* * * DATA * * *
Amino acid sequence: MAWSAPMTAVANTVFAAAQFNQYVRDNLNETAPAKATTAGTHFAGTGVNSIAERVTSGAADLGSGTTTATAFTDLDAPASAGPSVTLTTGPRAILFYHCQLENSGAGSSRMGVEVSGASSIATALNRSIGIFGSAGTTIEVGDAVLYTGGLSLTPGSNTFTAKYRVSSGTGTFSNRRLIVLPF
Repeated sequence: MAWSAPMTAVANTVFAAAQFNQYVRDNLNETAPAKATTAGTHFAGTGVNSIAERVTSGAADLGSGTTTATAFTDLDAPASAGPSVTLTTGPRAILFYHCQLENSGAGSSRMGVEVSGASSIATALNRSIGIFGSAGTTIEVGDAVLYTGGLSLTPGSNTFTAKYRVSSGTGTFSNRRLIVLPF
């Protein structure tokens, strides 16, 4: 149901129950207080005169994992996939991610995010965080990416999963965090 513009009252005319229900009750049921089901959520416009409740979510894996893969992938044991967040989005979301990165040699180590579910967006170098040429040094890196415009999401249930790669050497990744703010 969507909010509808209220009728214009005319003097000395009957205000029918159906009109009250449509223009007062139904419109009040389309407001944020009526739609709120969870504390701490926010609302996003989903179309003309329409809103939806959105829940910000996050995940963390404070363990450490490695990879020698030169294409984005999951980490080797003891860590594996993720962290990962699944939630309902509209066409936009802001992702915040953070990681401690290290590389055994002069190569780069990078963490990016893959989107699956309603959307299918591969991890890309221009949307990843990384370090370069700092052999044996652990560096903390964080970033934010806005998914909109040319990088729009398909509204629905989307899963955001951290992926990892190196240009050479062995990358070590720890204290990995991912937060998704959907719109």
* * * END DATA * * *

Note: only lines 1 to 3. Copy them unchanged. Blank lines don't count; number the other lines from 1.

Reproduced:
Amino acid sequence: MAWSAPMTAVANTVFAAAQFNQYVRDNLNETAPAKATTAGTHFAGTGVNSIAERVTSGAADLGSGTTTATAFTDLDAPASAGPSVTLTTGPRAILFYHCQLENSGAGSSRMGVEVSGASSIATALNRSIGIFGSAGTTIEVGDAVLYTGGLSLTPGSNTFTAKYRVSSGTGTFSNRRLIVLPF
Repeated sequence: MAWSAPMTAVANTVFAAAQFNQYVRDNLNETAPAKATTAGTHFAGTGVNSIAERVTSGAADLGSGTTTATAFTDLDAPASAGPSVTLTTGPRAILFYHCQLENSGAGSSRMGVEVSGASSIATALNRSIGIFGSAGTTIEVGDAVLYTGGLSLTPGSNTFTAKYRVSSGTGTFSNRRLIVLPF
């Protein structure tokens, strides 16, 4: 149901129950207080005169994992996939991610995010965080990416999963965090 513009009252005319229900009750049921089901959520416009409740979510894996893969992938044991967040989005979301990165040699180590579910967006170098040429040094890196415009999401249930790669050497990744703010 969507909010509808209220009728214009005319003097000395009957205000029918159906009109009250449509223009007062139904419109009040389309407001944020009526739609709120969870504390701490926010609302996003989903179309003309329409809103939806959105829940910000996050995940963390404070363990450490490695990879020698030169294409984005999951980490080797003891860590594996993720962290990962699944939630309902509209066409936009802001992702915040953070990681401690290290590389055994002069190569780069990078963490990016893959989107699956309603959307299918591969991890890309221009949307990843990384370090370069700092052999044996652990560096903390964080970033934010806005998914909109040319990088729009398909509204629905989307899963955001951290992926990892190196240009050479062995990358070590720890204290990995991912937060998704959907719109």